13-Jun-2006 -- Story continues from 28°N 108°E.
We arrived in the capital of Sīnán County (思南县) at around 6:30 p.m. It was a pretty miserable place. As soon as we got out of the minivan, we were accosted by people who stuck to us like leeches, trying to persuade us to stay in their respective private "hotels".
We checked out one such place, and were not impressed, so decided to find out what was Sīnán's best hotel. Eventually we managed to ascertain that it was the Báilùzhōu Hotel (白鹭洲宾馆), up on a hill. We took a taxi there.
From the outside it looked okay, but inside it was dreadful! We found urine on the toilet seat, there were no towels (they said their towel-washing machine was broken), the walls were deteriorating due to an acute case of rising damp, and there was a foul odour... to name just a few of the shortcomings. However, this was Sīnán's finest, so we didn't have much option but to make the best of it.
We went out for a meal in a nearby restaurant, and were cautioned by the proprietor not to stray any further from the hotel at night because it was unsafe. With those words of warning, we headed straight back to the hotel after dinner.
Sīnán is definitely not a candidate for your "must visit" list.
Monday 12 June 2006 (Day 13)
We checked out at 7:30 a.m., took a taxi to the vicinity of the bus station, and at 8 a.m. set off in a crowded minivan east to neighbouring Yìnjiāng County (印江县). It was raining lightly. An hour and ten minutes later, we arrived in Yìnjiāng, which was a much nicer place than Sīnán.
We learned that buses east to Sōngtáo County (松桃县) left from a different bus station from the one at which we had just arrived, so we took a taxi to the correct bus station.
The next Sōngtáo bus didn't leave for an hour, so we secured our seats by putting our bags on them, then went across the street for breakfast. It was now raining relatively heavily.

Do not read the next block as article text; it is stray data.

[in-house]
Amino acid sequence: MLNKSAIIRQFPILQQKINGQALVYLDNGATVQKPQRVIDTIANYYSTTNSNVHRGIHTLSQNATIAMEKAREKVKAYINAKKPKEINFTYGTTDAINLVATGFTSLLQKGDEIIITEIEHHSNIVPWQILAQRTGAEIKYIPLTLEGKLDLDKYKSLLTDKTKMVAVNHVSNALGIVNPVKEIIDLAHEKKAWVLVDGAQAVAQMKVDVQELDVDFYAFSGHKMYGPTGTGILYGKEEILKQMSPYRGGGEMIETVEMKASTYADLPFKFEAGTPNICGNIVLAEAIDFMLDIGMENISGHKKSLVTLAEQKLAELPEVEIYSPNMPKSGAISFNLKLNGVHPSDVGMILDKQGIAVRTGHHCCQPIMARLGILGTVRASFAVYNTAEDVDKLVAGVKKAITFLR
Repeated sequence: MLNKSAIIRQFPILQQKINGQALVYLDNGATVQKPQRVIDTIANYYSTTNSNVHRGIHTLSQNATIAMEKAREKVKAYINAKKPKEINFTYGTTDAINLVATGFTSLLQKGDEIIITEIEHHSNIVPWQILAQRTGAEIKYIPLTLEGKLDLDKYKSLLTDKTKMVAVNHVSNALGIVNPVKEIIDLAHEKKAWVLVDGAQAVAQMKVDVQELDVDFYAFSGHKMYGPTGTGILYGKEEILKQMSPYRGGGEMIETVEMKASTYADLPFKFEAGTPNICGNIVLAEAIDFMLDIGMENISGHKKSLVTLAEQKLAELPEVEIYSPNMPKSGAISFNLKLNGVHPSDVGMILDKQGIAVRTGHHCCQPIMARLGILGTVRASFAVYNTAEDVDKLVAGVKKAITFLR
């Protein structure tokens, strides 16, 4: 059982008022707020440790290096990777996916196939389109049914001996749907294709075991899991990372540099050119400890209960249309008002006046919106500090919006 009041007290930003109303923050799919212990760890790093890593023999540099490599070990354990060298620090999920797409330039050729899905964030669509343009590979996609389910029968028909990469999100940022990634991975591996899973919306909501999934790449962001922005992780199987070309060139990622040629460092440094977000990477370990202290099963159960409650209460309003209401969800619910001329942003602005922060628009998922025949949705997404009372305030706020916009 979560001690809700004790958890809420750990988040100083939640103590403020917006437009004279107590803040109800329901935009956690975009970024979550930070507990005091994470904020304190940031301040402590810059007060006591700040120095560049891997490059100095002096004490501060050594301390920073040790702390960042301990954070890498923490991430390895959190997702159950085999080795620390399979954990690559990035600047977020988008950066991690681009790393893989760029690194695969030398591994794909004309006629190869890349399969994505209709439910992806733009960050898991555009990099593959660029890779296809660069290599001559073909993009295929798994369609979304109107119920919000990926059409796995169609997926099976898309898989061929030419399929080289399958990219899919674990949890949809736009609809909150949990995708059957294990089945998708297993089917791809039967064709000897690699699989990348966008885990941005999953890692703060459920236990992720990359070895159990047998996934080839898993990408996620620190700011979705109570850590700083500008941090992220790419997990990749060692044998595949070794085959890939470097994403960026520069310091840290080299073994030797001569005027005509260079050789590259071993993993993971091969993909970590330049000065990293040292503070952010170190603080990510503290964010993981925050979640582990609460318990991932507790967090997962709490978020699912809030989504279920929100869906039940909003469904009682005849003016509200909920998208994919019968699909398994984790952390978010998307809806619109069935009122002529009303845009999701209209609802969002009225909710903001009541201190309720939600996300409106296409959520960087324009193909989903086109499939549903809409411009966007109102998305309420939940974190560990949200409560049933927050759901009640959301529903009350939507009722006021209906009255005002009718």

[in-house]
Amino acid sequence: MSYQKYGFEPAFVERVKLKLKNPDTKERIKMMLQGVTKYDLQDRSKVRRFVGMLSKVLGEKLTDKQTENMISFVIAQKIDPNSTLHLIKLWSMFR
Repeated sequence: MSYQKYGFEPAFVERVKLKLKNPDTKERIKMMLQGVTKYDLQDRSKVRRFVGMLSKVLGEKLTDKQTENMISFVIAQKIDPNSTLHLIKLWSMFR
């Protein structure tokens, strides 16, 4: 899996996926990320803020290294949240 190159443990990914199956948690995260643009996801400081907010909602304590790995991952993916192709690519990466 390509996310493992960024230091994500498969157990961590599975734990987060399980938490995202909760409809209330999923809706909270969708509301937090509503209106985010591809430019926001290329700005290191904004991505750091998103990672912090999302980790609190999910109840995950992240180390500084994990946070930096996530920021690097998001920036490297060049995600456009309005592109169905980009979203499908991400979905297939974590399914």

Reserving our seats proved to have been unnecessary. When the bus left on time at 10:20 a.m., we were the only two passengers on board.
Fifty metres from the bus station, we pulled into a petrol station and stopped to refuel. No sooner were we on our way again than we were pulled over by the police. Long negotiations then ensued between the driver and some none-too-happy looking traffic policemen. It seemed that the driver owed 1,000 yuan (US$ 125) in unpaid fines. After a while, the ticket seller, who had gone off, reappeared with the necessary cash, and at 10:45 a.m. we were finally, actually on our way to Sōngtáo.
At 1 p.m. we reached the township of Wūluó (乌罗镇), just across the county border, whereupon our driver stopped and negotiated with the driver of another bus to take us the rest of the way. He obviously didn't consider it worth continuing himself, with so few passengers.
In our new, more cramped but drier bus (the first one had been leaking like a sieve), we reached the turnoff south to Pǔjué Township (普觉镇), at a village called Gànchuàn (干串), at 3:10 p.m. Within 60 seconds of disembarking, a Pǔjué bus appeared, and we continued our journey.
The road to Pǔjué was very good. It wound its way along a broad valley between fields of rice, corn and other crops. The road passed within one kilometre of the confluence, however we continued the short distance on to Pǔjué, arriving at 3:45 p.m., and found ourselves a basic but clean guesthouse right next to the river. The confluence was 2.58 kilometres NE.